Jimmy Carter has additional maneuvering devices fitted fore and aft that will allow her to keep station over selected targets in odd currents. Past submarines outfitted this way[citation needed] were used to tap undersea cables and to intercept communications of foreign countries. Intelligence experts speculate that the MMP may find use in similar missions as an underwater splicing chamber for optical fiber cables.[7][8][9][10]

Deployments[edit]

On 19 November 2004 Jimmy Carter completed alpha sea trials, her first voyage in the open seas. On 22 December, Electric Boat delivered Jimmy Carter to the US Navy, and she was commissioned 19 February 2005 at NSB New London.

Jimmy Carter began a transit from NSB New London to her new homeport at the Bangor Annex of Naval Base Kitsap, Washington on 14 October 2005 but was forced to return when an unusually high wave caused damage while the submarine was running on the surface. The damage was repaired and Jimmy Carter left New London the following day, arriving at Bangor the afternoon of 9 November 2005.

In November 2010 Jimmy Carter was revealed as the first US asset to provide intelligence after the North Korean bombardment of Yeonpyeong. Reports indicated that a UAV from the boat was used shortly after the incident.[11]

In 2017 Jimmy Carter returned to her homeport at Naval Base Kitsap-Bangor, flying a Jolly Roger flag, traditionally indicative of a successful mission.[12]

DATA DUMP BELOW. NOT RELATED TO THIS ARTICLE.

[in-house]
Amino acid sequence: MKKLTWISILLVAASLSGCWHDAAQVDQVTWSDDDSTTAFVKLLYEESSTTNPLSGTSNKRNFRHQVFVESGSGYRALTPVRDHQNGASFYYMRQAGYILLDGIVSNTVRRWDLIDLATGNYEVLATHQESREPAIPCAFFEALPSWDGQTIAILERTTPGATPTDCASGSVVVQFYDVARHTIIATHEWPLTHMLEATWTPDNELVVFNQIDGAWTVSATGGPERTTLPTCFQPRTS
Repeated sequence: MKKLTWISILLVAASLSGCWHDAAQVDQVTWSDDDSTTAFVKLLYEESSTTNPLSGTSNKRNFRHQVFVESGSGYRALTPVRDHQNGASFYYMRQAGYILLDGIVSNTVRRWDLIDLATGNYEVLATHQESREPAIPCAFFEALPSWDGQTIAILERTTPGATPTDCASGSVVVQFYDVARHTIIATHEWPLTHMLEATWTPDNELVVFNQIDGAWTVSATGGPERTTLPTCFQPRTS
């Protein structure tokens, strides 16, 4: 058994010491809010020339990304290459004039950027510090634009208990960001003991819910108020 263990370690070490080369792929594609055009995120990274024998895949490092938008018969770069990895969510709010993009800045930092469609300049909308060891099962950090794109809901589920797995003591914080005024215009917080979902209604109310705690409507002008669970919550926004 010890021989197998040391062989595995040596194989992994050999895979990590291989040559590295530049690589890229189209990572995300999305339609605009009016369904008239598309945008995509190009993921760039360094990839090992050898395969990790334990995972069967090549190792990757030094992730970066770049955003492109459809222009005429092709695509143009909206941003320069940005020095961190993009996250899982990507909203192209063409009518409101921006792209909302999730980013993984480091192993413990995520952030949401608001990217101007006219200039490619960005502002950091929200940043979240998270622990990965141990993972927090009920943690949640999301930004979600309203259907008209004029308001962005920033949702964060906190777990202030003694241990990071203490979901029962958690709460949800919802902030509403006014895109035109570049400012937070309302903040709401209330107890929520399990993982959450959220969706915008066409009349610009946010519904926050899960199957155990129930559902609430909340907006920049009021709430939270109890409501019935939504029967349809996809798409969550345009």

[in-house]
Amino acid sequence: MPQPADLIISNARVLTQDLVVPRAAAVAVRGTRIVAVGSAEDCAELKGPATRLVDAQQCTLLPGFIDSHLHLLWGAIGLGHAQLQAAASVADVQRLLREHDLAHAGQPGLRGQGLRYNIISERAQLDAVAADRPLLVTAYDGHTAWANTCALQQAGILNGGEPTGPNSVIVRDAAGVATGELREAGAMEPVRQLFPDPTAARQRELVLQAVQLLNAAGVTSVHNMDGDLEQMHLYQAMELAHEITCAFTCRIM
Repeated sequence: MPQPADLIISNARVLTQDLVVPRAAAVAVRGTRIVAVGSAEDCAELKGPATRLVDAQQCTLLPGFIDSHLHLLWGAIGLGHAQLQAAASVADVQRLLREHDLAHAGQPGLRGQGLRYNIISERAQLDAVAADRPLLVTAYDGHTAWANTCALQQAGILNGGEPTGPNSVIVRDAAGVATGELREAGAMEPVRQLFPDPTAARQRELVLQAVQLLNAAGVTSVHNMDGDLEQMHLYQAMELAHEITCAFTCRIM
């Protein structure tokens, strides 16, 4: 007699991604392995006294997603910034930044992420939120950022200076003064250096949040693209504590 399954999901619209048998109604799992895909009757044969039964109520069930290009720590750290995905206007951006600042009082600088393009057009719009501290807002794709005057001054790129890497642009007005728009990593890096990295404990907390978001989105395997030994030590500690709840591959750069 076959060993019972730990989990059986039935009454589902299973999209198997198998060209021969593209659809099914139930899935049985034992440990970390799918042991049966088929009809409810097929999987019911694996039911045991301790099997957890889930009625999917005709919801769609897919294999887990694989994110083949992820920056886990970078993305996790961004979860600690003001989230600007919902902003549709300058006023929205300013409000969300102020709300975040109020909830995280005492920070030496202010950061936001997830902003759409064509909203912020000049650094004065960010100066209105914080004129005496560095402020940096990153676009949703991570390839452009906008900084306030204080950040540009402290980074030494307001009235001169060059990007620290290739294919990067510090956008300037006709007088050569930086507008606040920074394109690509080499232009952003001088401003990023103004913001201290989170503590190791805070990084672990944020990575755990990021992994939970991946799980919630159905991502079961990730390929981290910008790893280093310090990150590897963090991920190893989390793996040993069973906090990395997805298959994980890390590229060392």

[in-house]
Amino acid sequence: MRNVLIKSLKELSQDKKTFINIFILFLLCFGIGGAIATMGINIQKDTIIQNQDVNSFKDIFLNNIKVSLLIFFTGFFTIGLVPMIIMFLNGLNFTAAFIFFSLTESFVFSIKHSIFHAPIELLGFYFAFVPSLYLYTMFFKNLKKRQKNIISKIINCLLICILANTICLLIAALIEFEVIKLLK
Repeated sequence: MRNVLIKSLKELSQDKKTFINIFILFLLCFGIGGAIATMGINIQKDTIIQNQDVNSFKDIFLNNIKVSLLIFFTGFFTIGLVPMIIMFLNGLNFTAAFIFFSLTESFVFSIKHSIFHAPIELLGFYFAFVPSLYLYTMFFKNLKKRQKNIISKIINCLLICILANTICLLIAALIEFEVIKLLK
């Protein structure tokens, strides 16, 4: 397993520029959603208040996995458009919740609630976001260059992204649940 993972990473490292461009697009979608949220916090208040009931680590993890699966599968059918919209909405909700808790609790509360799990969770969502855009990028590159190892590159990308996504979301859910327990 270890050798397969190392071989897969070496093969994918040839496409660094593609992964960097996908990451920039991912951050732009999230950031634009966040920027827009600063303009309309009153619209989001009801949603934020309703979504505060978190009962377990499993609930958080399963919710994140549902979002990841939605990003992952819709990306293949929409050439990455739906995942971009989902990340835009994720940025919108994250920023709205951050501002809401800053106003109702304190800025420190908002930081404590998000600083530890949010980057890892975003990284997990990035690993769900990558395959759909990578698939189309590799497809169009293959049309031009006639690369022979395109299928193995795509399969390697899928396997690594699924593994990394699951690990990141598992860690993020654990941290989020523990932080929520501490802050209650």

Awards[edit]

On 17 January 2008 Jimmy Carter was awarded the 2007 Battle Efficiency Award, commonly known as a "Battle E".[13]

Jimmy Carter was awarded the 2012 Battle Efficiency Award, commonly known as a "Battle E".

Gallery[edit]

See also[edit]

References[edit]

  1. ^ "Lieutenant James Earle Carter, Jr., USN". Naval History & Heritage Command. United States Navy. 19 October 1997. Retrieved 2008-06-18. 
  2. ^ Zimmerman, W. Frederick (2008). SSN-23 Jimmy Carter: U.S. Navy Submarine (Seawolf Class). Nimble Books. p. 1. ISBN 978-1-934840-30-6. 
  3. ^ RADM Davis, J. P. USS JIMMY CARTER (SSN23): Expanding Future SSN Missions, Undersea Warfare, Fall 1999, pp. 16-18.
  4. ^ PCU Jimmy Carter Christened at Electric Boat, U.S. Navy, Story Number: NNS040609-07, Release Date: 6/9/2004
  5. ^ The Navy’s underwater eavesdropper, Reuters, July 19, 2013
  6. ^ Davis, USN, RADM John P. (Fall 1999). "USS Jimmy Carter (SSN-23): Expanding Future SSN Missions". Undersea Warfare. U.S. Government Printing Office. 2 (1). Archived from the original on 2 May 2012. Retrieved 30 June 2009. 
  7. ^ "New Nuclear Sub Is Said to Have Special Eavesdropping Ability". The New York Times. The New York Times Company. Associated Press. 20 February 2005. Retrieved 2009-06-30. 
  8. ^ Zorpette, Glenn (Jan 2002). "Making Intelligence Smarter". IEEE Spectrum. IEEE. 39 (1): 38–43. doi:10.1109/6.975021. ISSN 0018-9235. Retrieved 2009-06-30. 
  9. ^ Neil Jr. (23 May 2001). "Spy agency taps into undersea cable". ZDNet News. CBS Interactive. Retrieved 2009-06-30. 
  10. ^ "Jimmy Carter: Super Spy?". Defensetech.org. 21 February 2005. Archived from the original on 3 February 2007. Retrieved 2009-06-30. 
  11. ^ "Yeonpyeong - Navy Notes 24 Hours Later". www.informationdissemination.net. 
  12. ^ Wetzel, Gary (September 17, 2017). "America's Most Secret Spy Sub Returned To Base Flying A Pirate Flag". [Gizmodo]]. 
  13. ^ Rowley, Eric (22 January 2008). "Pacific Northwest Sub Crews Win Battle "E"". Navy.mil. Retrieved 2009-06-30. 

External links[edit]